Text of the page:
Did Your City Make the List?
Asthma is a chronic disease of the airways that makes breathing difficult for more than 25 million Americans. Air pollution, secondhand smoke, and pollen are common triggers of an asthma attack. While there are no asthma-free cities, some are more challenging than others for people living with asthma. The Asthma and Allergy Foundation of America (AAFA) has released its "2012 Asthma Capitals." Here are the top 10.
No. 10: Allentown, Pa.
Picturesque rolling hills surround Allentown, Pa., but the city itself is not a pretty picture for people with asthma. Poor air quality, weak smoking bans in public places, and a high number of asthma sufferers pushed Allentown into the top 10 worst asthma capitals. Twelve factors are used to create the list, including air pollution, pollen, asthma rates, use of "rescue inhalers," and poverty.
No. 9: McAllen, Texas
In the border town of McAllen, Texas, the problem is access to treatment. Compared to other cities, more people lack insurance and need "rescue" medications for asthma that is not well-controlled. McAllen is also one of the poorest cities in the country. High poverty is linked to higher rates of asthma, and poverty is one of the elements included in the rankings.
No. 8: Oklahoma City, Okla.
Despite the efforts of the Oklahoma Asthma Initiative, the city moved up four spots to No. 8. The initiative tries to raise awareness about asthma, especially among children, their parents, and teachers. Children are more likely to have asthma than adults. Asthma is the most common health reason for repeated absences from school.
No. 7: St. Louis, Mo.
The Gateway Arch is not the only thing in the air in St. Louis. High pollen counts, a high poverty rate, and the lack of a widespread smoking ban in public places add up to big asthma issues here, according to the AAFA. Yet, life for asthma sufferers may have gotten a little better. St. Louis has improved in the rankings since it was named the worst city for people with asthma in 2009.
No. 6: Hartford, Conn.
This small state capital -- known as the insurance center of the world -- has a growing asthma problem, according to the AAFA. It jumped up from No. 40 on the worst asthma cities list to No. 6 in just a year. High pollen counts and a lack of strict smoking bans contribute to the poor score, and make life more difficult for people with asthma.
No. 5: Chattanooga, Tenn.
A beautiful riverfront park and nearby mountains make this a tourist destination for outdoor enthusiasts, but asthma sufferers might want to bring along their medicine. Poor air quality, pollen, and poverty help keep Chattanooga near the top of the worst asthma cities list. Like many Southern cities, Chattanooga lags behind in creating smoke-free laws that help clear the air of secondhand smoke in public places.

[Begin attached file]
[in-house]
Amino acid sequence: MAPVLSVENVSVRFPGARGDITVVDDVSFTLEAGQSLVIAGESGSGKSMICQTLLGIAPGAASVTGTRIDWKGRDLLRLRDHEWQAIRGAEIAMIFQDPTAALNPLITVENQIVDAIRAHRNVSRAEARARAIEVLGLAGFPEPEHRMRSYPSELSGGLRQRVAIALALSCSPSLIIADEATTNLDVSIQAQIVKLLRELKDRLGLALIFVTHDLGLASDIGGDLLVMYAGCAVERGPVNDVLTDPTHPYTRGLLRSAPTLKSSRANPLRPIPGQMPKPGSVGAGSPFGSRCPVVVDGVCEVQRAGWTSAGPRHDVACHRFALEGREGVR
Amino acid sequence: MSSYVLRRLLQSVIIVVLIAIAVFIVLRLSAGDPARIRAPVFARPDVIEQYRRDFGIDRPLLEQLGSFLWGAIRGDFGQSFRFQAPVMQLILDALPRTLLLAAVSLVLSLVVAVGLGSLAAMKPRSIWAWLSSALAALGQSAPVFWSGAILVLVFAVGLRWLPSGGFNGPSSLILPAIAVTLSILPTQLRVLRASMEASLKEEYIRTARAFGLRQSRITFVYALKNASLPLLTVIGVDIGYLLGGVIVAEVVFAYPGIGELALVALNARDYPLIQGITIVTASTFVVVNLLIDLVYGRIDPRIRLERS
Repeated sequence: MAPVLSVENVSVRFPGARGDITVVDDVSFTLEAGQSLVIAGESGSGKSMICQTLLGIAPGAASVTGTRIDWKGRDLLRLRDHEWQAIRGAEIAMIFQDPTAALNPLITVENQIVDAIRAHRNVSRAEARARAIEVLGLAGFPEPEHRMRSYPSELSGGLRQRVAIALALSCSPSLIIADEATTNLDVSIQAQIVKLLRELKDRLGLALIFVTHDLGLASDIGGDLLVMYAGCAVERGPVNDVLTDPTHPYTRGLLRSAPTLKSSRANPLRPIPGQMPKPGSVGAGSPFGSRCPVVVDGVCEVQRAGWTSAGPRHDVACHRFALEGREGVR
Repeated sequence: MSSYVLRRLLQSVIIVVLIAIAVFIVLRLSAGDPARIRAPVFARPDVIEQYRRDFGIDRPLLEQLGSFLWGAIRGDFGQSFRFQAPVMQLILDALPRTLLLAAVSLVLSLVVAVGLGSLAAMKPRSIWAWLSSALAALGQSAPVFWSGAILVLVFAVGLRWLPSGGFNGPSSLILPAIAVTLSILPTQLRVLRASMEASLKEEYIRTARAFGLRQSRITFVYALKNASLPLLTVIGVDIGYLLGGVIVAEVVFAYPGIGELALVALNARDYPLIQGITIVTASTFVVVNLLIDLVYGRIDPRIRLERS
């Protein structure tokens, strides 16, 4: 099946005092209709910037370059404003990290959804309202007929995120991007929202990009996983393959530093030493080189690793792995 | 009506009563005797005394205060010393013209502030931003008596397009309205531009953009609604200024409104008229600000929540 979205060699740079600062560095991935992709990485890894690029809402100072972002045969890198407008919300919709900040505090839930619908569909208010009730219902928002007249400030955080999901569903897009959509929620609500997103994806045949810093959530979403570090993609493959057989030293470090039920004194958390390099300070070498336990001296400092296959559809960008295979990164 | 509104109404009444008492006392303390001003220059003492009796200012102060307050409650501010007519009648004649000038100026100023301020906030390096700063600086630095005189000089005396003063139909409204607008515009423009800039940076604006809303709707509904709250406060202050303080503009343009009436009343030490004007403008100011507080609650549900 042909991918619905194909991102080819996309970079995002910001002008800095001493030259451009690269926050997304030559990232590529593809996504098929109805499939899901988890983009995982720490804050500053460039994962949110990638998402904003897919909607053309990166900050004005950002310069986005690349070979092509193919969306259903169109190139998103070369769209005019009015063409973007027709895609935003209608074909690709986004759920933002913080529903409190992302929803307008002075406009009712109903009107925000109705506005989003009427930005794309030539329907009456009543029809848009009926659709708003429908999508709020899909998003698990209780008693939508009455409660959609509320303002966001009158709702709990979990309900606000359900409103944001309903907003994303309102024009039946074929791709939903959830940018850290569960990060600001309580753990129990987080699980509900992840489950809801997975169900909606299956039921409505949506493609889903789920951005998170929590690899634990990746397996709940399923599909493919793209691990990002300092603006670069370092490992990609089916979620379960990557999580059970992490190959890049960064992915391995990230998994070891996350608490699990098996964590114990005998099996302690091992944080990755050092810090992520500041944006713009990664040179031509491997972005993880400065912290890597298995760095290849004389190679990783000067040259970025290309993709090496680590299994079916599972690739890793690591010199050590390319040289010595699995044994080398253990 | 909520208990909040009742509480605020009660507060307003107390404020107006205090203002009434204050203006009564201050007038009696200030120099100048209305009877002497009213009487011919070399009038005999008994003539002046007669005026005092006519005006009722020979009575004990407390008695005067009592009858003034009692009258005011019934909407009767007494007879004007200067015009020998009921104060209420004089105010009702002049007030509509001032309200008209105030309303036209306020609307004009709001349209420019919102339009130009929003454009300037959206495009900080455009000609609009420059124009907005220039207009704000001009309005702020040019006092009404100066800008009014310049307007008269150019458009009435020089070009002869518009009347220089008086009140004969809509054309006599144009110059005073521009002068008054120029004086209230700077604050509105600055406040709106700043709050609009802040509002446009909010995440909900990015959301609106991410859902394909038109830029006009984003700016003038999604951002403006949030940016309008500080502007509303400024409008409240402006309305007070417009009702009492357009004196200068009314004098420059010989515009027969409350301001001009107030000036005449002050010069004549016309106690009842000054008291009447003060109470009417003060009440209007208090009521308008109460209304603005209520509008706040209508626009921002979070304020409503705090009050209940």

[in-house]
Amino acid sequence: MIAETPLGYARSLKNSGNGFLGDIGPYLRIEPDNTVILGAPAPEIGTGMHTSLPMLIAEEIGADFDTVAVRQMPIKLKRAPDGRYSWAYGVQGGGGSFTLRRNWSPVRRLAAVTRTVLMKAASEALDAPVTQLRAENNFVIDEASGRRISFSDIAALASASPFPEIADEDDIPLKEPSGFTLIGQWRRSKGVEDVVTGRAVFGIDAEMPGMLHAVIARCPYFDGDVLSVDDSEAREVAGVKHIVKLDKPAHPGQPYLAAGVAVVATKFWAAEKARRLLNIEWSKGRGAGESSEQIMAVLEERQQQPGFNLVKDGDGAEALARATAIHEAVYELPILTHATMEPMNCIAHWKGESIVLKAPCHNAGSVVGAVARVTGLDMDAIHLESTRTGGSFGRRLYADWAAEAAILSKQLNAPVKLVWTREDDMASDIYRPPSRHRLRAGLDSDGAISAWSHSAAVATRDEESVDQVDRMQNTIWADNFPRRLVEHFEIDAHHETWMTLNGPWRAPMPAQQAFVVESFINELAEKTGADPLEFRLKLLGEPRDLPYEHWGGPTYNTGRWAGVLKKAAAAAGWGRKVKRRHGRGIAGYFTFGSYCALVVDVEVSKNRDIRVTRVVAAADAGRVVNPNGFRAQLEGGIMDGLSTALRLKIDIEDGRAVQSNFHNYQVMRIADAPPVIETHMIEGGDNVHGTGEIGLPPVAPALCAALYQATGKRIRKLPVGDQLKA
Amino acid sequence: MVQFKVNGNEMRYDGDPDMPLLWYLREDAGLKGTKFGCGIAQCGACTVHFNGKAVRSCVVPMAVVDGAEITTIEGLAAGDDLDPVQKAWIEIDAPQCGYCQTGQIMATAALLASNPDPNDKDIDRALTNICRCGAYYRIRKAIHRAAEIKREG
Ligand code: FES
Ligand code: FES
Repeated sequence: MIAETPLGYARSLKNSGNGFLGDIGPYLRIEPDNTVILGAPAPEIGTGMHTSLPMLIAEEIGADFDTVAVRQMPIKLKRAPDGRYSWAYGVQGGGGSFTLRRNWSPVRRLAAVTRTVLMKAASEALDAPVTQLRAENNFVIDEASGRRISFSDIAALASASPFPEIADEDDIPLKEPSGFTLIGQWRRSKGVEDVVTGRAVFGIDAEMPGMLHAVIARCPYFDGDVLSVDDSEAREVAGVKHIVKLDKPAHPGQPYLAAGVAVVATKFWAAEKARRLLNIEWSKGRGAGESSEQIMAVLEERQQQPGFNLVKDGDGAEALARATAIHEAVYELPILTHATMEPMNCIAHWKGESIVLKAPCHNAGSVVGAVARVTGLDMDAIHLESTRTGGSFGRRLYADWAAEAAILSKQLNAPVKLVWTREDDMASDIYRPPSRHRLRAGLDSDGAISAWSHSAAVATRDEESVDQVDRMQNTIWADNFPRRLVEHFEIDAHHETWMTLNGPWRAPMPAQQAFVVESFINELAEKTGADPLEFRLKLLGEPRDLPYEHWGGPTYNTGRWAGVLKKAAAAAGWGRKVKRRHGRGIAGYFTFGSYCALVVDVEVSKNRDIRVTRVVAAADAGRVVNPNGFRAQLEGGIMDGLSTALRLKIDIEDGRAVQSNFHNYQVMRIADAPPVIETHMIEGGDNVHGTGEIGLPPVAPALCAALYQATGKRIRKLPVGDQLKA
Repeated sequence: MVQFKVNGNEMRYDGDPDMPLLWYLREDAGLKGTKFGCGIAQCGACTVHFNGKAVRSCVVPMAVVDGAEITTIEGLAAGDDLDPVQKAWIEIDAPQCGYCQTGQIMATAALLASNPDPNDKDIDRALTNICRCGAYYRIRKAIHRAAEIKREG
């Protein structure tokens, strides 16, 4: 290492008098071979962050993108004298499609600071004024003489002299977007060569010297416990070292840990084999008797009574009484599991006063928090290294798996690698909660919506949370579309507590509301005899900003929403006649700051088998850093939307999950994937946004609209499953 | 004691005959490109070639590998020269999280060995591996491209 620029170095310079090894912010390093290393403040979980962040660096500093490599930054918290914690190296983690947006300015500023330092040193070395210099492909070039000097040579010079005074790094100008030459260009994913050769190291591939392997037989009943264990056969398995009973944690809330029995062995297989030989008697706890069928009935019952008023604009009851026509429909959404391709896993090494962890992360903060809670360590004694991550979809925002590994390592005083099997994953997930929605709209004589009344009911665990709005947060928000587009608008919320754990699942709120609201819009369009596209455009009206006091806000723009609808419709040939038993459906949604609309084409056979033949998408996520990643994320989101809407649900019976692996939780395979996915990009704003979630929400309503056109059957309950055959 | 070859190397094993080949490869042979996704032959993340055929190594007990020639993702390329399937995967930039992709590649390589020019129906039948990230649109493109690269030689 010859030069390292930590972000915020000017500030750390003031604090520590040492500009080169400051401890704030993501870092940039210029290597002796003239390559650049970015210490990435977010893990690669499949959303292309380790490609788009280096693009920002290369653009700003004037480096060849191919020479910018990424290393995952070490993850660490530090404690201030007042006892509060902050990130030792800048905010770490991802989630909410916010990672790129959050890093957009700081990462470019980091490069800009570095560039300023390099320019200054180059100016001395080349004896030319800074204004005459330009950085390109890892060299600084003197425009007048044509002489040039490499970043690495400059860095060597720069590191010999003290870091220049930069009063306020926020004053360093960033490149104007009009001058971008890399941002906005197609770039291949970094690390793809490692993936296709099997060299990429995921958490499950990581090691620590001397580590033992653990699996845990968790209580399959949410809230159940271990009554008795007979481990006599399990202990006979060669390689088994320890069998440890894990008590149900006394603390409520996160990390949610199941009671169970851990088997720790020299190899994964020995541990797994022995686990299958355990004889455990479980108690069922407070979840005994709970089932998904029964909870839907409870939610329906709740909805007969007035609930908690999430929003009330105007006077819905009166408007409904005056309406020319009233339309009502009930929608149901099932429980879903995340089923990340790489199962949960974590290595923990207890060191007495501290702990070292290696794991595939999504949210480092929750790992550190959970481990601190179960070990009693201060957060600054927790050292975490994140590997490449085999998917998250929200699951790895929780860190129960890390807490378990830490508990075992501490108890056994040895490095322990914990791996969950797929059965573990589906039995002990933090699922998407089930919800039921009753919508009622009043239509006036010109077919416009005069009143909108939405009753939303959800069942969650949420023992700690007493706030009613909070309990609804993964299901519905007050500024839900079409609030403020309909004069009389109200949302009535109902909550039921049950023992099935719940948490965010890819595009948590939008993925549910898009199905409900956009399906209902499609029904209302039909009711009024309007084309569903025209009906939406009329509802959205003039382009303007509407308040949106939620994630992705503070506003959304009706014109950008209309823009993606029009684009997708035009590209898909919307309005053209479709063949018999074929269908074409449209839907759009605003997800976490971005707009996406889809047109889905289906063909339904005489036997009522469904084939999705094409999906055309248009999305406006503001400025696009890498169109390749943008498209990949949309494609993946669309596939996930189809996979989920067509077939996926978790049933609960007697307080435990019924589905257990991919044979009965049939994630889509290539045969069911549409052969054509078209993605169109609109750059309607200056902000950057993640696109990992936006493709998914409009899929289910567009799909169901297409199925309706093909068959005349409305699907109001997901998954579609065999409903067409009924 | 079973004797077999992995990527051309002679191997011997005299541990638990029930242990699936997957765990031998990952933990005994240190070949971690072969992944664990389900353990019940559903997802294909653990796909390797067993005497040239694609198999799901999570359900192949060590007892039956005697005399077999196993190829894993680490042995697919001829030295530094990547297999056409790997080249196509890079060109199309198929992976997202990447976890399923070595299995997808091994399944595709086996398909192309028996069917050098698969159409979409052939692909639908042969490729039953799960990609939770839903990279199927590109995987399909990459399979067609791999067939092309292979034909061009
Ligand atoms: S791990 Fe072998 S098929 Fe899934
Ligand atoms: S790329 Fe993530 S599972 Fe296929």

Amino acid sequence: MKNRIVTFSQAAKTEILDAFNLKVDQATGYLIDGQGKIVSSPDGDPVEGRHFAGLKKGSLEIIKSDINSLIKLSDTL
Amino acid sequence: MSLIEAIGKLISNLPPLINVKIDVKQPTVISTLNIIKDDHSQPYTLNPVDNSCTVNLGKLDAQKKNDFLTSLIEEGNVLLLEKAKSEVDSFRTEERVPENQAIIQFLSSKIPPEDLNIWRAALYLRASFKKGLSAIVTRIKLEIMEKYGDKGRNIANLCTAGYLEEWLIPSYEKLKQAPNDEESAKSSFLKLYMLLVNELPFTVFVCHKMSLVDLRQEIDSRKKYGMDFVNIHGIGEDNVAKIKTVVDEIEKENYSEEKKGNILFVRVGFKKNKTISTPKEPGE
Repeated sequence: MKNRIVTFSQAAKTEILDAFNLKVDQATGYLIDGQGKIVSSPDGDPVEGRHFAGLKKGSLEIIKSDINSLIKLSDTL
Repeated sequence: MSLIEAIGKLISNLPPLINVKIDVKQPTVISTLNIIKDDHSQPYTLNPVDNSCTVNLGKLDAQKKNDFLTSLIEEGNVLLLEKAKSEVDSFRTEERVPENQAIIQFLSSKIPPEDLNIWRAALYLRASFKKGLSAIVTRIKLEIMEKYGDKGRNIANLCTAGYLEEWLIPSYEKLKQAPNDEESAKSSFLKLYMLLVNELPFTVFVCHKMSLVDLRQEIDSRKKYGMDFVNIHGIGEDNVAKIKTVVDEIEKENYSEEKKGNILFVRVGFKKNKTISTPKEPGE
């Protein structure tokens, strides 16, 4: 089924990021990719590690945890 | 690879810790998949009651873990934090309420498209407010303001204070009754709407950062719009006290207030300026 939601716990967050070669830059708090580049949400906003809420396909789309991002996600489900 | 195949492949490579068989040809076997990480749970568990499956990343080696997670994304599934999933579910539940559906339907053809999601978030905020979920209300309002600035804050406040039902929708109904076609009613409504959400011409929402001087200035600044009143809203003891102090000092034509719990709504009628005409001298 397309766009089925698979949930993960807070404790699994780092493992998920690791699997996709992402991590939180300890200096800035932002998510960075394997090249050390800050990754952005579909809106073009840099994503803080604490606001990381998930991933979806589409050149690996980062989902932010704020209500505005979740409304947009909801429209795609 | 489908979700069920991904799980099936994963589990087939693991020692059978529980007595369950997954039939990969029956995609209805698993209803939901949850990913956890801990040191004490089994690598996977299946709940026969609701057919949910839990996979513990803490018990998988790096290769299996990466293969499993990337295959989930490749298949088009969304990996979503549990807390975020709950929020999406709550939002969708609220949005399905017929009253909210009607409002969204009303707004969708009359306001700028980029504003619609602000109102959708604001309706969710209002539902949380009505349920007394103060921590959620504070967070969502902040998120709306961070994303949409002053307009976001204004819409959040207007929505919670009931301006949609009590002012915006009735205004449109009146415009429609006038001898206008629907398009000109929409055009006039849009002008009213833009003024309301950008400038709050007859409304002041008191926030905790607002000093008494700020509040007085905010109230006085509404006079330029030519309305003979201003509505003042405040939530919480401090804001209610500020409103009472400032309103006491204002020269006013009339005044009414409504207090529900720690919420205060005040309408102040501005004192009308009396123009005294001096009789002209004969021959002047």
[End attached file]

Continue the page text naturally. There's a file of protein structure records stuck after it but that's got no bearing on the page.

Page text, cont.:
No. 4: Pittsburgh, Penn.
Black clouds from industrial smoke stacks no longer darken the skies here, but this former steel town still has among the worst air pollution in the country. With poor air quality, high pollen, and a lack of strict smoking bans, Pittsburgh also has a high rate of asthma. Nationally, asthma leads to about one-quarter of all emergency room visits each year, according to AAFA.
No. 3: Knoxville, Tenn.
Knoxville remains near the top of the rankings. It has been one of the worst asthma cities year after year, like other cities across the South and Southwest. Knoxville does have a better-than-average number of specialists to treat people with asthma. But the city is still vexed by poor air quality, incomplete smoke-free laws, and above-average use of asthma rescue medications.
No. 2: New Haven, Conn.
Asthma cases have been on the rise in New Haven, where pollution and pollen are common triggers and people still breathe second-hand smoke in public places. Nurses and other health care providers are making home visits to reduce asthma attacks among children. For about 6 in 10 people with asthma, the asthma is triggered by mold, dust mites, pet dander, and other tiny particles.
No. 1: Memphis, Tenn.
This Mississippi River town has many asthma sufferers singing the blues. Memphis topped the chart with high asthma death rates, weak smoking restrictions, poor air quality, and high poverty rates. Nationally, asthma causes more than 3,300 deaths each year and is a factor in another 7,000 deaths.